How To Camp With A Dog

Man wearing rainboots hiking with his dog on a leash

I was fortunate enough to have grown up with a dog. His name was Sarge and he was a Sheltie. Where we went, Sarge came along. Road trips and stays in motels along the way? Yep. We had a pop-up trailer and a couple of tents we camped in for most of my formative years and drove to Newfoundland and back again to our home in Belleville. Sarge was along for the ride too! My children and I are on waiting lists for a dog and I cannot wait to get out and camp with a dog.

Lots of people must have adopted dogs and pets during the pandemic and quarantine. I am seeing so many posts where people are saying they’re going camping with a dog for the first time! Since I have years of experience in my formative years and I am in prep mode for next summer for taking our new family pet camping, here are some things you need to know.


How To Camp With A Dog

Straight up, camping with a dog is different. You’re going to have to accept that you have a little less freedom and if you have camped with toddlers, this is something you should basically understand. For purposes of my own expertise, I’m going to speak from the experience of tent camping. I cannot speak from the experience of bringing a dog RV camping.

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Don’t Leave Rover alone

The first thing you have to realize, your dog cannot be left on your site, in a tent without a human. RVs and trailers are a different story. Dogs bark. So even though you think and know that you have a well-behaved pooch, you have no idea what could set your dog off in unfamiliar territory. A squirrel or a blue jay coming too close to the tent might upset your dog. Essentially, the campsite is their new turf. So anything on their turf is fair game to protect from. Long story short, if your dog is zipped into a tent and you leave, the dog could bark a lot, get upset, rip through the canvas, get lost and has the potential to upset other campers.

Unless your dog is coming with you; not everyone can leave the tent site. If you need an escape from your kids, this is a good thing. 

The author with sister and dog as children

Leash Your Dog

It’s a good idea to keep your dog on a leash at all times. Most parks indicate this rule via signage. No one’s dog is an exception to the rule, not even yours because they don’t run away. It doesn’t matter how awesome your dog is, you cannot account for the potential of other animals. If you are going camping, you’re in the woods and in the woods live foxes, coyotes and other wildlife.

Also, don’t forget that adults like to break rules themselves when camping so you cannot account for poorly trained humans that you might run across. Kindly keep your dog on a leash or a long tie when at the campsite

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Bring The Dog Into The Tent At Bedtime

This should probably go without saying because it’s just like the whole idea of leaving your dog alone in unfamiliar surroundings. That and bugs and animals outside all night with your dog is like a recipe for disaster. It’s just not a good idea to have your dog tied up to your picnic table or chair all night when you are cozy in your tent.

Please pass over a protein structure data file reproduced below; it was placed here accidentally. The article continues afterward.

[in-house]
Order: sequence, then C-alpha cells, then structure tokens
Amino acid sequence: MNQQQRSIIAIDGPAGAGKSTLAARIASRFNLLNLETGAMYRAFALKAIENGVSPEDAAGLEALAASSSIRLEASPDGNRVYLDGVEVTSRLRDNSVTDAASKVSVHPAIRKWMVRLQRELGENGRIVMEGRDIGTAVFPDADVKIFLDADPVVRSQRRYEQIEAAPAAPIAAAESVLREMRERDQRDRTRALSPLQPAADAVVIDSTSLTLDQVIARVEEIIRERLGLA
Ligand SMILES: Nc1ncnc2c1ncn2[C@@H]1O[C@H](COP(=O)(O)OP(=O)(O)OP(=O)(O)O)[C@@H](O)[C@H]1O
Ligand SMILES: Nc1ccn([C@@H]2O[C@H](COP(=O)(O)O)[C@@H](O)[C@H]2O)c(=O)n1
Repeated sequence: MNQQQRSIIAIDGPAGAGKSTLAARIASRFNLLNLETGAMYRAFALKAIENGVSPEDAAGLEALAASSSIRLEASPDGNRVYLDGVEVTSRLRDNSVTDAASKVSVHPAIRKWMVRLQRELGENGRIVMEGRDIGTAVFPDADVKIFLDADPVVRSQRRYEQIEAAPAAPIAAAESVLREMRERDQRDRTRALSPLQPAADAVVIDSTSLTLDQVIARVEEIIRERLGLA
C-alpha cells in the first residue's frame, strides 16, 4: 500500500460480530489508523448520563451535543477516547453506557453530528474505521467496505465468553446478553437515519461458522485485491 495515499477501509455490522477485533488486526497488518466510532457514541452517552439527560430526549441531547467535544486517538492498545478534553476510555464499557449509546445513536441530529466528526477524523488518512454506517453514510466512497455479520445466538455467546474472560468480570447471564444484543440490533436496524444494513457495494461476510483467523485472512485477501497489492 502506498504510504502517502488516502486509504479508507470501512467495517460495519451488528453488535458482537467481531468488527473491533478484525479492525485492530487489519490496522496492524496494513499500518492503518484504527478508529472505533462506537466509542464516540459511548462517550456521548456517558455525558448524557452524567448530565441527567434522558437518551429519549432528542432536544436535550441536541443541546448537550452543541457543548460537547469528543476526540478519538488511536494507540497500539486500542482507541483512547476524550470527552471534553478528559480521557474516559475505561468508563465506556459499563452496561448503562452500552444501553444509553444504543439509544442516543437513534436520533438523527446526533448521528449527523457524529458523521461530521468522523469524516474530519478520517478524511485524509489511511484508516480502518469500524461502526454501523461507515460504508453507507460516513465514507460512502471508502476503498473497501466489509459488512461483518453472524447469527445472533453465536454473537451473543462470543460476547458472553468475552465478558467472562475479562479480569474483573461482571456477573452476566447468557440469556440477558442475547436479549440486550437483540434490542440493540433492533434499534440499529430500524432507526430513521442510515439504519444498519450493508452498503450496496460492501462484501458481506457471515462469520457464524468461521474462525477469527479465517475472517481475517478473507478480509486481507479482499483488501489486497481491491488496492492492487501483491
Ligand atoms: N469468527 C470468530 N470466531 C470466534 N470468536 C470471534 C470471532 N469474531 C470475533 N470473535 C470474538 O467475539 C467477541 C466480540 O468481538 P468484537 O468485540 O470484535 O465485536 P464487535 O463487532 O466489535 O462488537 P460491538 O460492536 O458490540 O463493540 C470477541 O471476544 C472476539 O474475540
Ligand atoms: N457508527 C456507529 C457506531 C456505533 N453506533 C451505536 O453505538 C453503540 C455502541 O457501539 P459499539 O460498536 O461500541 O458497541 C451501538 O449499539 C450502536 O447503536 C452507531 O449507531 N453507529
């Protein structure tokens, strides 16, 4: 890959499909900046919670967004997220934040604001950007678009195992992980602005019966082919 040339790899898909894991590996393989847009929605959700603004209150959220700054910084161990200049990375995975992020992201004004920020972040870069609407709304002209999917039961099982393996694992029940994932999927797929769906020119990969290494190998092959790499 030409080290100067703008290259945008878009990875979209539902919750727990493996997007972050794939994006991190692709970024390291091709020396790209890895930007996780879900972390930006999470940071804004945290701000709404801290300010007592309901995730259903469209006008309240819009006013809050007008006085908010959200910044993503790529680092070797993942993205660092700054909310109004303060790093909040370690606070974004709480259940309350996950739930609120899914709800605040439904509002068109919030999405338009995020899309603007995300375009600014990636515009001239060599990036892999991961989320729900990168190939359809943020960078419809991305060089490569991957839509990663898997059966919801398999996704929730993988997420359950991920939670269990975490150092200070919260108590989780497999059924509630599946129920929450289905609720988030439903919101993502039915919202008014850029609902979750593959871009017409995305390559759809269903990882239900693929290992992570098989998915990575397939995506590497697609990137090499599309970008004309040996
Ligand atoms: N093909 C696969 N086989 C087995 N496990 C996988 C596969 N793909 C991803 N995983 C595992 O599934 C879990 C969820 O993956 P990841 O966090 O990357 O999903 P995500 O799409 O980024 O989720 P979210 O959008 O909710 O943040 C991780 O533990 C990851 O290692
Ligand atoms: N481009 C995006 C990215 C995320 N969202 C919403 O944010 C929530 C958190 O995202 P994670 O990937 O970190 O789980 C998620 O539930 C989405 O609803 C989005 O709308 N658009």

Children sleeping with dog in tent

Your Dog Needs Food and Water Too, But Don’t Leave It Out

It’s a good rule of thumb to store your dog’s food where you store your food. Most experienced campers know how to protect their food from coyotes, bears and other wildlife, so do the same for your dog’s food. And seriously, same with their toys. Don’t leave a chew toy or bone out, it’s bait for wild animals.

Just like at home, your dog will need lots of clean drinking water. Possibly more so than at home as your dog won’t have access to being inside air conditioning. Lake or river or creek water is not always best for your dog to drink because their stomachs could get upset due to the chemicals, e coli and whatever else is floating around in there. Think of it this way, if you wouldn’t grab a glass and drink it, don’t offer it to your dog.

family at campfire with dog

Water Baby

A lot of places that you find yourself camping at have natural bodies of water and they might have a beach that dogs can access. This is good, bring the dog, have a blast there. 

If you do your research ahead of time and find that the beach where you are does not welcome dogs, don’t be that person who brings the dog anyway and cleans up after them. One, you could be asked to leave by park staff. Some parks may levy a fine against you. Other campers might not like your pooch as much as you or some people actually have canine fear due to past experience in life and might be there because the beach is canine free.

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In the end, your dog will just want to be where you are and will likely be a happy camper. As long as the dog is with his people, is exercised, loved and fed, it should be a positive experience for the family. Hope this helps you to prep for your future and how to camp with a dog.



How To Camp With A Dog - You’re going to have to accept that you have less freedom and if you have camped with toddlers, you will basically understand. Food, sleep, water, it's all covered here